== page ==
I know, it's nothing like the weather back home in Winnipeg. You have been getting snowed on non-stop this winter. And when it melts, sandbag season begins. But we are in an RV, and the outside temperatures affect us in a fairly immediate way, with our lack of insulation between us and the elements.
We entered Canada in Windsor, Ontario. It is two states down from Manitoba, and we figured it had to be warmer than Winnipeg. So, here we are, in Upper Canada. I know, the southern most part of Canada is called Upper Canada, what were they thinking when they named that! Anyway, we thought the weather would be nicer here. The weather.com website showed normal temperatures for April would be 50s F during the day, going down to freezing at night. That would be fine for a month, until temperatures warmed up. But that is not what we got, at least not every day. We did have a couple of nice days these past two weeks. But not every day. A lot of our time has been spent under blankets reading, watching tv, and surfing the internet.
Then came the past few days. The weather people started talking about freezing rain, and the possibility of snow. How bad could it be, really. We were in the quaint little town of Woodstock when we got that news, on our way to Kitchener. We had something to take care of in the small town of Drumbo overnight, so we stopped at the rest area / truck stop for the night there. That was when the ice storm hit.
Our RV got covered, head to foot, in ice. There were icicles hanging off every edge available. And the wind was howling. They said the winds would get up to 60 km. Well, after being in Corpus Christi a few months ago with 63 mph wind gusts, that would be a piece of cake. It didn't scare us. We simply parked into the wind and tucked in beside some of the semi trucks that lined the truck stop parking lot.
We drove in to Kitchener, taking the more scenic roads cross country. The fields were beautiful, with hoarfrost covering everything. The signs along the side of the road all had 2-3 inches of icicles dripping off them as well. But the roads were wet and free of ice.
When we pulled into Kitchener some of the trees still had ice coating them, but by late afternoon that was a thing of the past.
We turned on the evening news, and found out we got away pretty lucky. The town of Waterloo, just down the road from us, seemed to get hit a little harder with the ice. Several trees had suffered from the heavy ice, loosing branches everywhere. Power was out in several areas as well, due to the ice build up on the power lines. I don't know how we manage to drive around these weather issues, but I am just glad we did.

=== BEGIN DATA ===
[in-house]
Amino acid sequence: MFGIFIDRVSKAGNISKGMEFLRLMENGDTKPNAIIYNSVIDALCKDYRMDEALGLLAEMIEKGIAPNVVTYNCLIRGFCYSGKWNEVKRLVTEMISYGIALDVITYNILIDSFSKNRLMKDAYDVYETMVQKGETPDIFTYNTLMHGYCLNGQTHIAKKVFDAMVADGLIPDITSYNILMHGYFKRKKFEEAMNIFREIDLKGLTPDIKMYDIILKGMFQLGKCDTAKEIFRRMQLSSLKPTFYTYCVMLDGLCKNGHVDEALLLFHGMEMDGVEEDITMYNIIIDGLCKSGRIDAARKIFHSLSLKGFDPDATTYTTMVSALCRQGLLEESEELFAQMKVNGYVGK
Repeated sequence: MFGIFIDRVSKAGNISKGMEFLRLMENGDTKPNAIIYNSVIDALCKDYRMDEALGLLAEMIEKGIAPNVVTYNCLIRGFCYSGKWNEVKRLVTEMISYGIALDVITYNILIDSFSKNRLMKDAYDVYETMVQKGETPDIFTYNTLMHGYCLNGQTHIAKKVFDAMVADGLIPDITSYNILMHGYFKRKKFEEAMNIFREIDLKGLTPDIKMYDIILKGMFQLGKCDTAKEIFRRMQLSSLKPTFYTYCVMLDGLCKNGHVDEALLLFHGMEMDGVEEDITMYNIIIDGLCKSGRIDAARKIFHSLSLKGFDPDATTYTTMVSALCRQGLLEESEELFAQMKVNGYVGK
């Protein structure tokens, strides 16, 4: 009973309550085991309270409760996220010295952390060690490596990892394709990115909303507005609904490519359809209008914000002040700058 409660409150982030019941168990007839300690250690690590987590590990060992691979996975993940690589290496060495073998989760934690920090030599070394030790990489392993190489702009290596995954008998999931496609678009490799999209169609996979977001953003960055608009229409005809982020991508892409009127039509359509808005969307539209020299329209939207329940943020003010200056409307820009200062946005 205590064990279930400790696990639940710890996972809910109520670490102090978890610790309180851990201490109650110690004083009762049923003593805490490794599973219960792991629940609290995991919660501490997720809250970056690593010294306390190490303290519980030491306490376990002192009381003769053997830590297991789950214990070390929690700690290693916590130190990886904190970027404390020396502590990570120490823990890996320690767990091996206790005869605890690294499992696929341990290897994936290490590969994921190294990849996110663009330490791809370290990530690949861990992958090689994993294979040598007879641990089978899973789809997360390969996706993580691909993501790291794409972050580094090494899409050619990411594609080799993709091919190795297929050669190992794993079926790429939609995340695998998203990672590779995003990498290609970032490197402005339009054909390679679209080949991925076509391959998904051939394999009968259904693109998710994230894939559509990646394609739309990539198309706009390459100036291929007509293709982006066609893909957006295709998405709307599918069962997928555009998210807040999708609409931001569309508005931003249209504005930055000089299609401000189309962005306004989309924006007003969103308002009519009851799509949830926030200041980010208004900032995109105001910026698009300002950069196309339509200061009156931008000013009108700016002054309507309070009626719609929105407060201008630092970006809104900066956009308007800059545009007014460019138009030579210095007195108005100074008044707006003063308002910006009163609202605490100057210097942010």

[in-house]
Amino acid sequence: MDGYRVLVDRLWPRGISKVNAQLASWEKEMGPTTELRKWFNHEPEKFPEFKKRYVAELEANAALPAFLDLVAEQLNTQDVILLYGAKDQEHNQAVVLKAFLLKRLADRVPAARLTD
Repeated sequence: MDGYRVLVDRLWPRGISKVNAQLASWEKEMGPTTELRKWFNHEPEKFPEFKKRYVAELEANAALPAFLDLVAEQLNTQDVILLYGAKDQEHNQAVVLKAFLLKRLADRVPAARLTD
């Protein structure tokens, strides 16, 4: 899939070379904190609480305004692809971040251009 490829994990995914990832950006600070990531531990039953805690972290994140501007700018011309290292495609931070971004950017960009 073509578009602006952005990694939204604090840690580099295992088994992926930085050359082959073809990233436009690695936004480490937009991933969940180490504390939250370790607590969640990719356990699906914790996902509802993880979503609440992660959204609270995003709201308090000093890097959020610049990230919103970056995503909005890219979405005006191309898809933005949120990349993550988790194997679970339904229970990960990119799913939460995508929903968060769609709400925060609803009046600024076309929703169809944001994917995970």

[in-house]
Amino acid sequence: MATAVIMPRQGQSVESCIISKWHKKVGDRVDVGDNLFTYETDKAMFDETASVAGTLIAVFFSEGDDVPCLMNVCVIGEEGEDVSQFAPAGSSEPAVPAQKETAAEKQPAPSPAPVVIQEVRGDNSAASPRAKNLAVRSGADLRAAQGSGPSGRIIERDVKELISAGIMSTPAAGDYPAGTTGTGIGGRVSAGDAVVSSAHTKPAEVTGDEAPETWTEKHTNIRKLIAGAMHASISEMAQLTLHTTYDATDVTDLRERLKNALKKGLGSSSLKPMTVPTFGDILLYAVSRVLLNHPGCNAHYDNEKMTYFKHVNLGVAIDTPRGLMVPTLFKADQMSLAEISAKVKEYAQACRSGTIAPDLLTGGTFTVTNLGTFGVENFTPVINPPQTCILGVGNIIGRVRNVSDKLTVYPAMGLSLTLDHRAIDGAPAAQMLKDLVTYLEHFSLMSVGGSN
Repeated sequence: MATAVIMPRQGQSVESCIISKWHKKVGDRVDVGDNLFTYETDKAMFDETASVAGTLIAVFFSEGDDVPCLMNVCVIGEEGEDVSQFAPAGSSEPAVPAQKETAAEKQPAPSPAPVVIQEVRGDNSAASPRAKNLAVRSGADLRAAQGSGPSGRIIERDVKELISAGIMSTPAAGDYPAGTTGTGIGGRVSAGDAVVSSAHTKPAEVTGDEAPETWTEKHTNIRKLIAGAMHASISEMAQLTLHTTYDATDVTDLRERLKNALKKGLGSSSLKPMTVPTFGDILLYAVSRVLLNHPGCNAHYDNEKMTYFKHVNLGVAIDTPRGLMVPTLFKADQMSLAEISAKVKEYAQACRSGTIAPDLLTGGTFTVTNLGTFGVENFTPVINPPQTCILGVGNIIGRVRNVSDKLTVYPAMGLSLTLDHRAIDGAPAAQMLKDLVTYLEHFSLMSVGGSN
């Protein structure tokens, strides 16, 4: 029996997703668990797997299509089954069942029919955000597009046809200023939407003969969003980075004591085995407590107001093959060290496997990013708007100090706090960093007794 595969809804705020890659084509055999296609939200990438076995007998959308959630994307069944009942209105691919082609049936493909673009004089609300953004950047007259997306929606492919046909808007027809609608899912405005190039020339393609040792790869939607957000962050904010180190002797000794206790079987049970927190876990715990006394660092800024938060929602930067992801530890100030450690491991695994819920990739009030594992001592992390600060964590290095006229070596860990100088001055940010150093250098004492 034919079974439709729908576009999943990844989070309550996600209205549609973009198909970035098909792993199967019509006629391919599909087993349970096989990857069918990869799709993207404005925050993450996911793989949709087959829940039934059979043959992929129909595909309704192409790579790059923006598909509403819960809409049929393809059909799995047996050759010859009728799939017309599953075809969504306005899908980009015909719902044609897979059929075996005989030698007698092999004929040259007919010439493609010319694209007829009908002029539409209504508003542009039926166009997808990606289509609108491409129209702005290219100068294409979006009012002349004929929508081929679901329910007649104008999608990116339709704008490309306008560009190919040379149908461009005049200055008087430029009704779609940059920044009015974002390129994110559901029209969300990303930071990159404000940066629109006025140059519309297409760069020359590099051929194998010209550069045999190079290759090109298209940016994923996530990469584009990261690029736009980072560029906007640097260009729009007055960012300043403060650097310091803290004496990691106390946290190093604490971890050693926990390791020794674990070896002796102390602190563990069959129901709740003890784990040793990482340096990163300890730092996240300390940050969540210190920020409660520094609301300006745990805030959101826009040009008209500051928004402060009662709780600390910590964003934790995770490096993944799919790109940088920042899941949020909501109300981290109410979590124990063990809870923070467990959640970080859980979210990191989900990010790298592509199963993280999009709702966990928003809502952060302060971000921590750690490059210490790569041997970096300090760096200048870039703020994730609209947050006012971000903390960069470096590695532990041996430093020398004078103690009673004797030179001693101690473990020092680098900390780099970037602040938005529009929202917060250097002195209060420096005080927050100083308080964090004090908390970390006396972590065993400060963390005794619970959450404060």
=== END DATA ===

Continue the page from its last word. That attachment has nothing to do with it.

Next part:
We are finding Canada to be a bit of a strange country, and are having trouble adapting to it's strange ways. I still have to watch myself with the kilometers and not miles per hour for speed limit signs, and it doesn't help that the RV speedo is in miles. We are also getting lost a lot in these towns. I find road signs are not marked as well as they are in the States. The business route I was following in Chatham stopped advertising it's route number and the street changed it's name 4 times in 4 blocks downtown, as it turned corners (no exageration on that). In London, the street I was looking for had a different street name on google than it did in real life. And county roads have their county names on them. I was looking for Oxford Rd in one small town, googled it, and found two different roads called Oxford. It took me a while to figure out it was because Oxford was the name of the county, so every road was called Oxford Rd, along with the county road number. And when you follow a road that has an actual name, you have to watch out, because it changes it's name if it leaves the county. Google doesn't show the road numbers that correspond with the county road numbers, and the roads may or may not display the route or name you are looking for. So, now when I google directions somewhere, I make really good notes, and watch for all signs I can find. We are not getting lost as much now as when we first got here. What a strange country this Canada land is.
Oh, and we are having difficulty finding RV sewage dumps. I know it it's a gross topic, but the RV needs this service every week or so. The last dump we found was at the Flying J in London. But that was a week ago. The next closest Flying J is in Mississauga, and we are not going there. We could dump at a campground, but they are not open yet. And we could dump at the park in Cambridge, but it isn't open yet either. So far, Ontario is not very user friendly. I am sure I will come up with a solution to this latest issue we seem to find ourselves with.
But tomorrow will be nicer, going up to 9 degrees celcius, with 18 degrees on Monday.
Guess what, the bike is coming off the rack!!! And Ward could not be happier. I think tourist Rae is going to show up again as well. We'll be touring Kitchener in no time.